AI and machine learning have the potential to help solve many issues resulting in climate change through efforts in key areas that leverage the power of AI. Such areas include the development of clean power, smart-transportation, cities and homes, sustainable production as well as sustainable land-use. These segments can contribute positively towards climate change. Here’s a
few of the things Microsoft is doing:
Smart Grid: ‘the internet brought to our electric system’
Power: AI and cloud technologies are being used to improve the electrical efficiency of buildings by centralising these operations on cloud
Irrigation & Farming: e.g. remotely monitoring, managing and analysing water usage
Lego Mindstorms have paved the way for many programmable toys. And Austrian startup Robo Wunderkind is building a new kind of Lego-like programmable kit. The startup first launched on the TechCrunch Disrupt stage and just raised $1.2 million (€1 million) from SOSV, Austrian Federal Promotional Bank and multiple business angels.
Robo Wunderkind also has special blocks to turn your dumb robot into a connected one. In addition to the usual sensors, such as proximity sensors, motion detectors and light sensors, the company also has some more sophisticated ones. You can put a tiny camera in your construction, use an IR blaster and receiver and program a tiny LED screen. But the best part is that Robo Wunderkind also sells Lego adapters so that you can put together a sophisticated robot that uses both Lego bricks and Robo Wunderkind modules
MIT researchers have developed a computer interface that can transcribe words that the user verbalizes internally but does not actually speak aloud.
The system consists of a wearable device and an associated computing system. Electrodes in the device pick up neuromuscular signals in the jaw and face that are triggered by internal verbalisation — saying words “in your head” — but are undetectable to the human eye. The signals are fed to a machine-learning system
that has been trained to correlate particular signals with particular words.
In the present work, researchers from DeepMind and UCL draw on recent advances in artificial intelligence to introduce a new theory of reward-based learning. Here, the dopamine system trains another part of the brain, the prefrontal cortex, to operate as its own free-standing learning system.
This new perspective accommodates the findings that motivated the standard model, but also deals gracefully with a wider range of observations, providing a fresh foundation for future research.
OpenAI launched a transfer learning contest that measures a reinforcement learning algorithms ability to generalise from previous experience. In typical RL research, algorithms are tested in the same environment where they were trained, which favours algorithms which are good at memorisation and have many hyperparameters.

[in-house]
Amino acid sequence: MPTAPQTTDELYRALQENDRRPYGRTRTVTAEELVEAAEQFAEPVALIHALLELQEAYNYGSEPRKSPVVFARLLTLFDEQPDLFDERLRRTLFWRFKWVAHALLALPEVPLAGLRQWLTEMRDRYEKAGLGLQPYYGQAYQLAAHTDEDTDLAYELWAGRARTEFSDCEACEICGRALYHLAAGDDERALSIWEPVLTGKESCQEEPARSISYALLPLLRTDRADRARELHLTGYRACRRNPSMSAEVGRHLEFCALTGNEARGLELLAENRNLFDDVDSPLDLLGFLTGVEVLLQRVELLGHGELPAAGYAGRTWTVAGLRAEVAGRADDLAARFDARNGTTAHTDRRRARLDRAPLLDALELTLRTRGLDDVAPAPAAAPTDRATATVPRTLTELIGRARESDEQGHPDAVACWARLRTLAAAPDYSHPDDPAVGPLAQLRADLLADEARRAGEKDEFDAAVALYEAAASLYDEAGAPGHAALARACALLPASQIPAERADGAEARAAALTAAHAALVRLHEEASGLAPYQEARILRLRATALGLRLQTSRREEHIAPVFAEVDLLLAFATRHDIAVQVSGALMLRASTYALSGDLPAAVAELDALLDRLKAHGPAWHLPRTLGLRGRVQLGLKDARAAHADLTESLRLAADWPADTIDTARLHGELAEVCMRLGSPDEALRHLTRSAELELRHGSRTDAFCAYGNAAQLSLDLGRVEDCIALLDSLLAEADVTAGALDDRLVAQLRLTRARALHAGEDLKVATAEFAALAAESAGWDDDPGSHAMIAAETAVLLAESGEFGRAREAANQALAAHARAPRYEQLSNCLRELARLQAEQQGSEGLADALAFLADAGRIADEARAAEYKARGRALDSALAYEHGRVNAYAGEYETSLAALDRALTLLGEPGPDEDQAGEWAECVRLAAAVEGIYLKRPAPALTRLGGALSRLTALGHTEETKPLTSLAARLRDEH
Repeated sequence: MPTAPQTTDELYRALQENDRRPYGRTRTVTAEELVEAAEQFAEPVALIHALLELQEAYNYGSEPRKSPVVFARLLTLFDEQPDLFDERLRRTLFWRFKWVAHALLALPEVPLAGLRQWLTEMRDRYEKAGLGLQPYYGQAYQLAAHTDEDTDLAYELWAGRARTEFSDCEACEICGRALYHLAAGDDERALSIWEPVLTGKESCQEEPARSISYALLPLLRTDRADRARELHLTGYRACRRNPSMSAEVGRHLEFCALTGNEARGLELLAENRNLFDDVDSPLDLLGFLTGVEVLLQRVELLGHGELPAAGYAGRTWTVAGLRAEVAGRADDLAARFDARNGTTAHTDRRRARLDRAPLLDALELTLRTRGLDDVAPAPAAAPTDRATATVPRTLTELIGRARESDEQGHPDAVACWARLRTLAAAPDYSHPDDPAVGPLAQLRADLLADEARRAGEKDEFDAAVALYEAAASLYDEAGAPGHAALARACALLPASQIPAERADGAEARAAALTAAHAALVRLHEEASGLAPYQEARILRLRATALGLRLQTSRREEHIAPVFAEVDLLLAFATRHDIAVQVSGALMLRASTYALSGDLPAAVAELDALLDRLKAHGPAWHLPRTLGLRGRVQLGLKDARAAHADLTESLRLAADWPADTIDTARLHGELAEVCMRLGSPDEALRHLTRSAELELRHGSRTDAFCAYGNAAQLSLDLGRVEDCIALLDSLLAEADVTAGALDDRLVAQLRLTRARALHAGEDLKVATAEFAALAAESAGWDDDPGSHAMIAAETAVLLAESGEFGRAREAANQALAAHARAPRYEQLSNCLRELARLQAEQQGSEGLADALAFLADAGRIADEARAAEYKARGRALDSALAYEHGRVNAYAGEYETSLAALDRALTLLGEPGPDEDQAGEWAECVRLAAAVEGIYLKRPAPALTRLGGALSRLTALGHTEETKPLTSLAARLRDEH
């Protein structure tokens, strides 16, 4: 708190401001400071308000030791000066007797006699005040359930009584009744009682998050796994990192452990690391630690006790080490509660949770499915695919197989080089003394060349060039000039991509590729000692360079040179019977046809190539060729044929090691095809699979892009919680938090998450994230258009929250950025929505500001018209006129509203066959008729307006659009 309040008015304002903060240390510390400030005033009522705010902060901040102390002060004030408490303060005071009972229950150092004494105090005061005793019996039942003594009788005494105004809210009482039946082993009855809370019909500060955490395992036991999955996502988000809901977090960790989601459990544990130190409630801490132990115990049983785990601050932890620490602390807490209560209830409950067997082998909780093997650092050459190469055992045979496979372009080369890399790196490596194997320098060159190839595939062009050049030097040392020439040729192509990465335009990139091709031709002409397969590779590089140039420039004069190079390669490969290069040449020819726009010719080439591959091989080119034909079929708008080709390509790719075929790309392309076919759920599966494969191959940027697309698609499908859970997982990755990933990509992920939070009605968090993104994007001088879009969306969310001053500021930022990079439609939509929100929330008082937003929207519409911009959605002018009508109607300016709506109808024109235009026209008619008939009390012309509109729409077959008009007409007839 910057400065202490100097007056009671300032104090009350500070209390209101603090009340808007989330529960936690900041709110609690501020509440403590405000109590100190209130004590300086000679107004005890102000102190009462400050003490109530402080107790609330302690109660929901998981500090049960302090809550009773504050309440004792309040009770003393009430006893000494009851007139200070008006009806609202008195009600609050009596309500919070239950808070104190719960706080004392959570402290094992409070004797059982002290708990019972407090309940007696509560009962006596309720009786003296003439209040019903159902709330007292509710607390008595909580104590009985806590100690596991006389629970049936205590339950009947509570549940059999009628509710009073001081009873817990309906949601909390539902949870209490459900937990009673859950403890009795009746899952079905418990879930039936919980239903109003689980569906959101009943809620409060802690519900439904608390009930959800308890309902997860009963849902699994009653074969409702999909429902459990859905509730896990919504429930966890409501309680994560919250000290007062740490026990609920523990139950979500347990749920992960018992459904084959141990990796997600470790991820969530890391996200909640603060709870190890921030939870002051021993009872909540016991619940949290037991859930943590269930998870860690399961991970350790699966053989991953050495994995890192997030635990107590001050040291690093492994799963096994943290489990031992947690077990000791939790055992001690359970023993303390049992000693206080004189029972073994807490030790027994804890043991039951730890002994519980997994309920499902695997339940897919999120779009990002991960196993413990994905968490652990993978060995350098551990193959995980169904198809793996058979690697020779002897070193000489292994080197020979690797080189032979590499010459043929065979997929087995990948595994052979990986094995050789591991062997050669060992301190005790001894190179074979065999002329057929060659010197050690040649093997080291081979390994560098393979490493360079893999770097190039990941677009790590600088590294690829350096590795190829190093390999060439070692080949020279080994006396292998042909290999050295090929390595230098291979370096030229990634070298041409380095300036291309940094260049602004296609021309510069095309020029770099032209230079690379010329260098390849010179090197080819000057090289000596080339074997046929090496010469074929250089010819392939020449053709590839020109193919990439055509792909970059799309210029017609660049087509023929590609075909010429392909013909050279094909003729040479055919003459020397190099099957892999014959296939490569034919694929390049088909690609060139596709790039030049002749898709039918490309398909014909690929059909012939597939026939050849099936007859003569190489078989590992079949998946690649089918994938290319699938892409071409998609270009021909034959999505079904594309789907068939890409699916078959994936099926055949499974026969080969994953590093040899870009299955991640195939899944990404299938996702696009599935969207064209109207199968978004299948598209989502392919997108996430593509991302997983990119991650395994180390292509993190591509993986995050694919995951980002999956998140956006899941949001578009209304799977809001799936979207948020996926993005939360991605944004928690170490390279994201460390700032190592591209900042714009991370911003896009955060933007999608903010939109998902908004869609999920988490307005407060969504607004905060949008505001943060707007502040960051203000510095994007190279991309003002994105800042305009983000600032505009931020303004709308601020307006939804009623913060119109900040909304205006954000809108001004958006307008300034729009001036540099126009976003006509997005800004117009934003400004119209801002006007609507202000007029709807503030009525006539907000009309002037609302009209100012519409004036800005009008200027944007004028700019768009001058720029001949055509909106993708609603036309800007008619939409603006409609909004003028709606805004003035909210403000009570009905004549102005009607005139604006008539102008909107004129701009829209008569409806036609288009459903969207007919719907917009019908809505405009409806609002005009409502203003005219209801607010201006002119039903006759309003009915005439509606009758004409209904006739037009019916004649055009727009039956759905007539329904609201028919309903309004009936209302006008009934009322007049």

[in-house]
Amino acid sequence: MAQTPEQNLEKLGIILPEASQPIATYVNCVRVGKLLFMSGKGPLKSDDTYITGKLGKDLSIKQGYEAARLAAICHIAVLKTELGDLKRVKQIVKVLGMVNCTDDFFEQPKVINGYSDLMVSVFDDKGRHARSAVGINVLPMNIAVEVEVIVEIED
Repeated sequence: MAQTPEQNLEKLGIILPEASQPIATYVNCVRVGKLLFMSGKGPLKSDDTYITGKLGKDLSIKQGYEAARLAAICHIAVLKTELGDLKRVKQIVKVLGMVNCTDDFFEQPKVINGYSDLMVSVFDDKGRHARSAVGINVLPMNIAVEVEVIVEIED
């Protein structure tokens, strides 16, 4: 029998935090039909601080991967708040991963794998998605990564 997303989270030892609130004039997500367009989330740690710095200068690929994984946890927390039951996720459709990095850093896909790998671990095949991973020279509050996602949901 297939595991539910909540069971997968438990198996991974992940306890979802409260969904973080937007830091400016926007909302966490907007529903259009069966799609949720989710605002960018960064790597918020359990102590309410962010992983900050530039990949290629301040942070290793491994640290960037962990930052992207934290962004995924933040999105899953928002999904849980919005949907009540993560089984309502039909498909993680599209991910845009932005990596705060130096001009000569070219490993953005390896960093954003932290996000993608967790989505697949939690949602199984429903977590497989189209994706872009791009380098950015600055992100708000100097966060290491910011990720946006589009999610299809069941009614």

Instead, their contest tests an algorithm on previously unseen video game levels. This contest uses Gym Retro, a new platform integrating classic games into Gym, starting with 30 SEGA Genesis
Stealthy startup 6d bytes came out of hiding yesterday to debut Blendid, a fully autonomous, smoothie-making robot station. Using a combination of machine learning, machine vision and robotics, Blendid promises to deliver customisable and consistently tasting smoothies to consumers whenever they want.
Blendid is an all-in-one robotic installation that can be set up on-site in food service operations. Inside the kiosk, the robot system blends, pours and serves up smoothies. No humans are needed, except for the site operator to manage inventory and address any issues that may arise.
In early April, California’s new rules that allow automakers, tech giants and just about anybody to test fully driverless cars on its roads finally took effect. But before those companies can realize their ride-hailing robot taxi ambitions, they have to wait for the state to adopt a proposal issued by the California Public Utilities Commission. The public utility regulator’s proposed rules would allow autonomous vehicles to give rides to the public as part of a pilot program — that is, so long as their creators meet a few conditions.
To start with, only cars with backup drivers can initially take passengers. That won’t be a problem, since only one (unnamed) company has applied for permission to test no-driver cars in California, thus far. However, the rules are expected to extend to fully driverless cars in the future. Companies must also provide the service for free — the CPUC plans to develop regulations for paid rides, but that’ll come after this initial set of rules get approved.